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ments. Indeed with us Protestants, the meanings in present use assigned to these two words, are so totally distinct, the one relating solely to doctrine, the other solely to positive institutions, that it may look a little oddly to bring them together, in the discussion of the same critical question. But to those who are acquainted with Christian antiquity, and foreign use in these matters, or have been accustomed to the Vulgate translation, there will be no occasion for an apology
13. BEFORE I finish this topic, it is proper to take notice of one passage wherein the word μυςηριον, ,
be plausibly urged, must have the same sense with that which present use gives to the English word mystery, and denotes something which, though revealed, is inexplicable, and, to human faculties, unintelligible. The words are, Without controversy great is the mystery of godliness : God was manifest in the flesh, justified in the spirit, seen of angels, preached unto the Gentiles, believed on in the world, received up into glory. I do not here inquire into the justness of this reading, though differing from that of the two most ancient versions, the Syriac and the Vulgate, and some of the oldest manuscripts. The words, as they stand, sufficiently answer my purpose. Admit then that some of the great articles enumerated may be justly called mysteries, in the ecclesiastical and present acceptation of the term ; it does not
25 1 Tim. iii. 16.
follow that this is the sense of the term here. When a word in a sentence of holy writ is susceptible of two interpretations, so that the sentence, whichso. ever of the two ways the word be interpreted, conveys a distinct meaning suitable to the scope of the place; and when one of these interpretations expresses the common import of the word in holy writ, and the other assigns it a meaning which it plainly has not in any other passage of Scripture, the rules of criticism manifestly require that we recur to the common acceptation of the term. Nothing can vindicate us in giving it a singular, or even a very uncommon, signification, but that all the more usual meanings would make the sentence involve some absurdity or nonsense. This is not the case here. The purport of the sentence plainly is, “Great unques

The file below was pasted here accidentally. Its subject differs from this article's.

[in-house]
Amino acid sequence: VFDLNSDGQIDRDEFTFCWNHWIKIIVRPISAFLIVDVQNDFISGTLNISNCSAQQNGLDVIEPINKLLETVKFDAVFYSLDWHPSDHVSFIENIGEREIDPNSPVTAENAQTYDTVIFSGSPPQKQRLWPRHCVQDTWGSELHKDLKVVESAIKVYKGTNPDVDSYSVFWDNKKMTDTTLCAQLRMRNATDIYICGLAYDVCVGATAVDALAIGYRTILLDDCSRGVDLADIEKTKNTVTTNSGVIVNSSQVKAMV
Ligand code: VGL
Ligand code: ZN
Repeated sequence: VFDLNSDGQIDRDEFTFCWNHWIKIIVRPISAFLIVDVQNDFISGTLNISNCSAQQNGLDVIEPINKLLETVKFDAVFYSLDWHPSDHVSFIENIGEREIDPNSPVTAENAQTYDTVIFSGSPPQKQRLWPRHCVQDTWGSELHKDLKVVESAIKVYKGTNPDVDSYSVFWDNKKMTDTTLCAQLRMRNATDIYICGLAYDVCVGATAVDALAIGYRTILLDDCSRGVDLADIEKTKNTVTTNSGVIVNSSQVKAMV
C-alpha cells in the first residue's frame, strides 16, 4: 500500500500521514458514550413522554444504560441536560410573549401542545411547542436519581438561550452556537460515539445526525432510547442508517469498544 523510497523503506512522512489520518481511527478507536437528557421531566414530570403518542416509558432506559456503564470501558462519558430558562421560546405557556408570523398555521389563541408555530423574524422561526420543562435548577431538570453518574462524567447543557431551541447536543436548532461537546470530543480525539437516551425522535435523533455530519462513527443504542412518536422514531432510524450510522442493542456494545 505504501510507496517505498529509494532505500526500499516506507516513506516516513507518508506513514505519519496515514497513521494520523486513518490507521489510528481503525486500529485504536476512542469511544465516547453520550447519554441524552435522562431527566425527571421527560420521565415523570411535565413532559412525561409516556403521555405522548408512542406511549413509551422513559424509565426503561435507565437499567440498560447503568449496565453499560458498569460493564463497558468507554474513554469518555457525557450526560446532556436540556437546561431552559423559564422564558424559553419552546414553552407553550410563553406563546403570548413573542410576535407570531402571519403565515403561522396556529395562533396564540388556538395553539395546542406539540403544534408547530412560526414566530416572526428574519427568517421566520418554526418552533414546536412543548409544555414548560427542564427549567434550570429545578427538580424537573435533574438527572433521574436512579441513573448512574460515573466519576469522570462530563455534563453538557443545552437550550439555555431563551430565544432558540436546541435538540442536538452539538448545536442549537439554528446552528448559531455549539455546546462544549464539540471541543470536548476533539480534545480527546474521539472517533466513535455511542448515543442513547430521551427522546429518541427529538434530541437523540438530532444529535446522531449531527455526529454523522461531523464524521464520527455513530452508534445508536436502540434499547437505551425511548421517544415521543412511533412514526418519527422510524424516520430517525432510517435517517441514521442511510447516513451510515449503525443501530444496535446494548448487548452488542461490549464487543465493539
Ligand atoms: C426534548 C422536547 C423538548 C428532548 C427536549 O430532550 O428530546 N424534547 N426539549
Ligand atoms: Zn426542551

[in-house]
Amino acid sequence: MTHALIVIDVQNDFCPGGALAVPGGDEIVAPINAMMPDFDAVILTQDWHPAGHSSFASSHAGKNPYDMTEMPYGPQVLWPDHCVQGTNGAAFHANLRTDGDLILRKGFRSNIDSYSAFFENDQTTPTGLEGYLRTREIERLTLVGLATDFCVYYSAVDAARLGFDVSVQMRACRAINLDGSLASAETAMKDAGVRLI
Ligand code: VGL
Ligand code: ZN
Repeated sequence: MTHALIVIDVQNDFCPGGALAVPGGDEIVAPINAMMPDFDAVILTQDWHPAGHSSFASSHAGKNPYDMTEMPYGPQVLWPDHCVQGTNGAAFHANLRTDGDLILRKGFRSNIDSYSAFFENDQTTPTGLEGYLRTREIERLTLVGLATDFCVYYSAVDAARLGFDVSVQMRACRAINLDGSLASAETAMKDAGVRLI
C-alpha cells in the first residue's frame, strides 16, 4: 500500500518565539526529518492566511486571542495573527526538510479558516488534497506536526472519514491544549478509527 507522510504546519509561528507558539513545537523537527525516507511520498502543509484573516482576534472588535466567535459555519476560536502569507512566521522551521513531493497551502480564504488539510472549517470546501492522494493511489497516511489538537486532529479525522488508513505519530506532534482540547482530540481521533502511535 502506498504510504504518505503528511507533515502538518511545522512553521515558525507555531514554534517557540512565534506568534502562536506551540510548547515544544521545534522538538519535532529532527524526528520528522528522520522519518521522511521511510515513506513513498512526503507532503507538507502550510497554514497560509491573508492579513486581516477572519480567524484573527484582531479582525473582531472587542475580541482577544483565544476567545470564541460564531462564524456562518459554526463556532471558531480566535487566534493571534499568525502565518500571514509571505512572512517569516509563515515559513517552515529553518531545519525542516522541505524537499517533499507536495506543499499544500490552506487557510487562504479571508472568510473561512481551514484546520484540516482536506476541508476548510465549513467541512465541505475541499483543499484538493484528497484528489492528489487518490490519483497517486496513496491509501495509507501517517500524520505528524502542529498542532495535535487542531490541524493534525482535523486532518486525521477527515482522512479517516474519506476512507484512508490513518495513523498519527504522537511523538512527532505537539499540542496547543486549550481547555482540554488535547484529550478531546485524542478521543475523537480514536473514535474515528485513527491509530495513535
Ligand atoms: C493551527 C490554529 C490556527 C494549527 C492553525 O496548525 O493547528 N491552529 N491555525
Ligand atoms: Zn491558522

tionably is the divine secret, of which our religion, “ brings the discovery; God was manifest in the “flesh, &c.”
I PROPOSED, in the second place, to offer a few thoughts on the import of the word βλασφημια, frequently translated blasphemy. I am far from affirming that in the present use of the English word, there is such a departure from the import of the ori
ginal, as in that remarked in the preceding article, between uusaplov, and mystery: at the same time it is
, proper to observe, that in most cases there is not a perfect coincidence. Baaoonuia properly denotes
Βλασφημια calumny, detraction, reproachful or abusive language, against whomsoever it be vented. There does not seem, therefore, to have been any necessity for adopting the Greek word into our language, one or other of the English expressions above mentioned, being, in every case, sufficient for conveying the sense. Here, as in other instances, we have, with other moderns, implicitly followed the Latins, who had in this no more occasion than we, for a phraseology, not originally of their own growth. To have úniformly translated, and not transferred, the words βλασφημια and βλασφημειν, would have both contributed to perspicuity, and tended to detect the abuse of the terms when wrested from their proper meaning. That Baaoonuia and its conjugates are in the New Testament very often applied to reproaches not aimed against God, is evident from the passages referred to in the margin 20; in the much greater part of which the English translators, sensible that they could admit no such application, have not used the words blaspheme or blasphemy, but rail, revile, speak evil, &c. In one of the passages quoted, a reproachful charge brought even against the devil, is